Amazon’s Kindles have long had a hold on the e-reader market, but its new finger-friendly model is a departure from its buttoned-up brothers. Is it a touch of class?
Amazon Kindle Touch review – sharp, sensitive display
The Touch’s 6in screen has the same specs as Amazon’s other Kindles, but this is the sharpest-looking e-reader yet – almost like reading a ‘real’ book. Unlike its brethren, the Touch has a recessed screen, which makes room for the infrared touch sensors and stops you from accidentally swiping the page. It’s a little odd, but you soon get used to it.
The Touch is sensitive and responsive, if not quite iOS-fast. Tapping most of the screen will turn a page, the left edge turns back and the top edge brings up the menu. You can also swipe to and fro as if flicking through a book, with only a miniscule pause as the page refreshes – though you might notice a little slowdown in complex menus.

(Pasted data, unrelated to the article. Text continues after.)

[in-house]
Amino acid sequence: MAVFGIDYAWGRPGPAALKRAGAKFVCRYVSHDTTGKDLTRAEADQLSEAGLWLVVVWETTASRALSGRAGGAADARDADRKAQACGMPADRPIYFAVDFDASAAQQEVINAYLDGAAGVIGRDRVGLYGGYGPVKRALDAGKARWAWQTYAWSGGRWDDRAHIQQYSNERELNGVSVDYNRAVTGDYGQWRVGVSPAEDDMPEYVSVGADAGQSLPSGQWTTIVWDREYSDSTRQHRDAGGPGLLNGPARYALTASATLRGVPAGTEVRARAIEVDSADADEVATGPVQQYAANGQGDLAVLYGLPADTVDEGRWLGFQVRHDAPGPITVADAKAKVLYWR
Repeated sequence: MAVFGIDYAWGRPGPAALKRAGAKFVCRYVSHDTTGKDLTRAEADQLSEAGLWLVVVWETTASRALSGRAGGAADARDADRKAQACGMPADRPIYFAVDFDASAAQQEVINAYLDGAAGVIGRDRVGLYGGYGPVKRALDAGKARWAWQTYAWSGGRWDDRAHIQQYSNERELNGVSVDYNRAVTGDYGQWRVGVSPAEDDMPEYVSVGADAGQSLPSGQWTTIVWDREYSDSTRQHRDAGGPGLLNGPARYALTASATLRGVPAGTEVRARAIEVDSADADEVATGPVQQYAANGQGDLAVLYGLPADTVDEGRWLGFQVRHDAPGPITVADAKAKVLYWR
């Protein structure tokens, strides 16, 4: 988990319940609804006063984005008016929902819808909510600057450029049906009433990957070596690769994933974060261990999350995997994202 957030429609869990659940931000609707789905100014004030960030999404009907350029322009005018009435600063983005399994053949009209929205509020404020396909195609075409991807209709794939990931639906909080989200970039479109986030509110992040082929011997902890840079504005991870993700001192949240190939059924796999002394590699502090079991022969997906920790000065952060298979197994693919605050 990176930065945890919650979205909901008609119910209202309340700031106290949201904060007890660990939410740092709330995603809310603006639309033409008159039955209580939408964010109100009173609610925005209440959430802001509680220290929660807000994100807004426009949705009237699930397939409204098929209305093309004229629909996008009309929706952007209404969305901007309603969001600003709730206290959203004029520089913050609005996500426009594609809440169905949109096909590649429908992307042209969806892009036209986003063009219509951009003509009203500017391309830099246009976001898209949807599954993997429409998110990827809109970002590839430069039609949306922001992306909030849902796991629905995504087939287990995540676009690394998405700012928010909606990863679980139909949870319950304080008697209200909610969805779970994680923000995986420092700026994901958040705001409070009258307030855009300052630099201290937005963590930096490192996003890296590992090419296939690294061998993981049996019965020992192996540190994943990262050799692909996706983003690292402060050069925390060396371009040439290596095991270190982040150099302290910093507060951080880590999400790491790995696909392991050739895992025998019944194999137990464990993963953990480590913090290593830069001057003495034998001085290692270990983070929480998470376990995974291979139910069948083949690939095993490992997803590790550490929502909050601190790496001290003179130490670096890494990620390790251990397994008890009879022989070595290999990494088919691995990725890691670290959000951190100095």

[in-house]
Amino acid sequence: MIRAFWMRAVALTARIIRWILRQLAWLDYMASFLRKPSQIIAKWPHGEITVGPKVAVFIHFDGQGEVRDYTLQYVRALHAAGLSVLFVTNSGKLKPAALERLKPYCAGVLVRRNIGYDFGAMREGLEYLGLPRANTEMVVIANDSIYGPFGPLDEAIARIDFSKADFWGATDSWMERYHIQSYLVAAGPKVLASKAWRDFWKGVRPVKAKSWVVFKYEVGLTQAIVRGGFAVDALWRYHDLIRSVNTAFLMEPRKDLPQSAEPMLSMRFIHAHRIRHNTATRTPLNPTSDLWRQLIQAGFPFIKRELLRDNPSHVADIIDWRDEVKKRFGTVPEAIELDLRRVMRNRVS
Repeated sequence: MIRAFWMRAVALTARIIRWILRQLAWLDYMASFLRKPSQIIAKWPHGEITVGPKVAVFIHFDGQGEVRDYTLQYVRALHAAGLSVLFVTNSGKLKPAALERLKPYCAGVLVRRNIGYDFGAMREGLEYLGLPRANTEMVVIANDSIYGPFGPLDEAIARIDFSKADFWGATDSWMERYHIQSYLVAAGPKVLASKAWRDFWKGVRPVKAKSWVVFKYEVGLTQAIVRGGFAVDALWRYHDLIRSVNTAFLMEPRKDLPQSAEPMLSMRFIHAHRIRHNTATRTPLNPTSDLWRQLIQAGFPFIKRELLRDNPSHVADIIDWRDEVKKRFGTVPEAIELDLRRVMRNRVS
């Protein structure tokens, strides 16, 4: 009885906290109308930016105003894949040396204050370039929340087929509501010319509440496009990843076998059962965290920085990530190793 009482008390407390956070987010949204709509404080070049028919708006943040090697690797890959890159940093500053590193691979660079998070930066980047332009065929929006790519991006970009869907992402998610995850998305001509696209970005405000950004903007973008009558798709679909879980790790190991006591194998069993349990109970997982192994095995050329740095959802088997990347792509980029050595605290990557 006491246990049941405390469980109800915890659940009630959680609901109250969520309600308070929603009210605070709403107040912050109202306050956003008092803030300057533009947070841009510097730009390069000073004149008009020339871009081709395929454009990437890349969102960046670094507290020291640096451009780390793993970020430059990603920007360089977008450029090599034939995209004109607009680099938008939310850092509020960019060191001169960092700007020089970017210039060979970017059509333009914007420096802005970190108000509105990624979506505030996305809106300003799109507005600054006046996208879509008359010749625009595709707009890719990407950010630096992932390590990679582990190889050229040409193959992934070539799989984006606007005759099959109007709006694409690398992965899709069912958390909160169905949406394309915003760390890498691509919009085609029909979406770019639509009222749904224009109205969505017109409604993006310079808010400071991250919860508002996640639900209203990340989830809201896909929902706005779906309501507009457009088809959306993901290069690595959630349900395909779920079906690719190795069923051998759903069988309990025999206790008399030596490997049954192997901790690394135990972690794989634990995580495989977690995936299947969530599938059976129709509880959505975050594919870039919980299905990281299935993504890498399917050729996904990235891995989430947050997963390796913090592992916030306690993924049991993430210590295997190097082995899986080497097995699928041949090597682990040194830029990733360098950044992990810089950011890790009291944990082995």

Amazon Kindle Touch review – improved controls
The touchscreen keyboard is a huge improvement on past Kindles, making text input smartphone-simple. Getting dictionary definitions and highlighting text is easier than ever – just use your finger – and you can even pinch to change font size. But it’s not all touch: there are physical buttons for home and sleep, although sleep is too easily nudged.
As you’d expect from Amazon, the Kindle store is a joy to navigate – and the touch functions make it easier still to get around. Books are delivered in seconds over Wi-Fi and 3G, but unlike on its predecessors, you can’t web browse over the 3G connection.
Amazon Kindle Touch review – versus Amazon Kindle
At just 170g, the baby in the Kindle range is 50g lighter and appreciably smaller than its bigger brothers – and cheaper too at £90. But unlike on the Touch or Keyboard, there’s no 3G option – and having used the touchscreen, we’re finding it hard to go back to boring old buttons.